The Russian-backed Assad forces’ setbacks this week in Aleppo, where erstwhile Turkish-backed rebel forces broke the city’s siege, underscored the impossibility of total victory for either side. It remains to be seen when and how a new Syria will be mapped and built, but chances that postwar Syria will be engineered jointly by Putin and Erdogan have this week grown. Such a deal will likely secure the interests of the Turkish-backed Sunnis and the Russian-backed Alawites. However, it will leave exposed the Syrian Kurds, whose evolving autonomy Ankara sees as a threat, due to their contiguity with Turkey’s own restive Kurds.
And as both countries come closer, differences between Turkey and its ‘first-love’ EU continue to widen. Ironically, it was on the coup’s eve that Ankara and Brussels had drafted a deal to grant Turks visa-free travel as well as billions to their government in turn for helping block the migratory influx.
However, since the next morning of the coup-night, things have changed between them to a considerable extent. The more Brussels frustrates Ankara’s accession requests and scolds it on issues of political freedom and human rights, the more Turkey will join Putin in ‘anti-West alliance.’ As such, with Turkey not paying heed to the so-called “requirements” that its NATO status imposes upon it, it seems that Erdogan has eventually given up the idea of joining EU formally or be a part of NATO’s war against Russia in the Middle East and Europe i.e., Ukraine.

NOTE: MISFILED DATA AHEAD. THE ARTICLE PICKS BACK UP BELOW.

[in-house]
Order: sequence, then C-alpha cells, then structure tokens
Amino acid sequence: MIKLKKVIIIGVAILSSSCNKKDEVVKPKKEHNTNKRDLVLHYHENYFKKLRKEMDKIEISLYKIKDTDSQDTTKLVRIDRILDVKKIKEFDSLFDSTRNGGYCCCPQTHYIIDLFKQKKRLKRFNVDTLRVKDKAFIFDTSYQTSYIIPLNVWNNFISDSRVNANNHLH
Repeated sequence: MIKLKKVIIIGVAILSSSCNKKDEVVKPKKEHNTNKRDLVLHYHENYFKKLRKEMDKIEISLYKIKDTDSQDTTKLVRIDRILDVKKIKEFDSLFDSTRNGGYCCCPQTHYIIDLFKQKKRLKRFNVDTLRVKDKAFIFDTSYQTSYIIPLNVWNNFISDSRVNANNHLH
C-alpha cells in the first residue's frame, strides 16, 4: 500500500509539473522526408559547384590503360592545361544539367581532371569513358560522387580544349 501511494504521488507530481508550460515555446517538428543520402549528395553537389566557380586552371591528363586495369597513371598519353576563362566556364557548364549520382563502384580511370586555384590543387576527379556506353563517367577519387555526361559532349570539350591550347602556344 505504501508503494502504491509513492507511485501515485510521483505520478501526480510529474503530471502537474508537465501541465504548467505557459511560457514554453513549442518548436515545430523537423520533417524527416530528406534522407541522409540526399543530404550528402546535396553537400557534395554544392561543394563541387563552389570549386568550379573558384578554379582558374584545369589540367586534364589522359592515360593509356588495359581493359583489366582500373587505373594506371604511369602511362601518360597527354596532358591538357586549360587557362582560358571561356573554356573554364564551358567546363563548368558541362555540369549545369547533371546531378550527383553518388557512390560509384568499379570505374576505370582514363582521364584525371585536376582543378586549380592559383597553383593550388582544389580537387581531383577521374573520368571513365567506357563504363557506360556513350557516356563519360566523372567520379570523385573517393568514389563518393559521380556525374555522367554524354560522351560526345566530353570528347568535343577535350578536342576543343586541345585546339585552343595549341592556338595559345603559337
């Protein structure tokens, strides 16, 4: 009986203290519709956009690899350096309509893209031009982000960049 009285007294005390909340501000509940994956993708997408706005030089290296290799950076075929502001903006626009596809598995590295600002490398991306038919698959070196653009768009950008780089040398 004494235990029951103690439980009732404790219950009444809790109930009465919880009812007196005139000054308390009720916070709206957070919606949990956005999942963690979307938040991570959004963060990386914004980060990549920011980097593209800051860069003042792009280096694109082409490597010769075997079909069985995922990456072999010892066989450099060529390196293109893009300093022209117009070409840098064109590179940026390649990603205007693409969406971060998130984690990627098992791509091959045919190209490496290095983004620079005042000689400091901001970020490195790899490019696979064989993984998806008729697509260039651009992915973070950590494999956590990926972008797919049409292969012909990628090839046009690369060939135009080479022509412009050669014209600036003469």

That the U.S. has speeded the war against Russia in Syria is evident from the way U.S. supplied weapons are being used against Russia. This cannot be just a coincidence. Although Russia did not officially blame the U.S., some reports have certainly indicated that the missile that shot down a Russian helicopter had been supplied by the U.S.
Reuters pointed out that in the area in Idlib near Aleppo where the Russian helicopter was shot down, Islamic State fighters are not active, “but there are other Islamist rebel groups there, as well as moderates backed by the United States and its allies”.
And shooting down of the helicopter by groups that were once being supported by Turkey too was clearly aimed at putting some bad colour on the up-coming meeting of Erdogan with Putin. Similarly, what introduces an element of intrigue in the on-going fight in Aleppo is that the US-backed rebel offensive got under way hardly 48 hours before the trip by Turkish President Recep Erdogan to Russia to meet President Vladimir Putin on August 9.
Certainly Russia or Iran do not, at any stage or cost, stand to benefit from the fight in Aleppo. It is the U.S. and its allies who are aiming at using this scenario to escalate the war and defy a Russian-Turk deal in Syria. While this is not to suggest that Russia is gearing up for a confrontation with the Obama administration, the US, on its part, does seem to be creating new ground realities where Dennis Ross’s prognosis can become a viable action point at a future date if a future US president decides on those lines.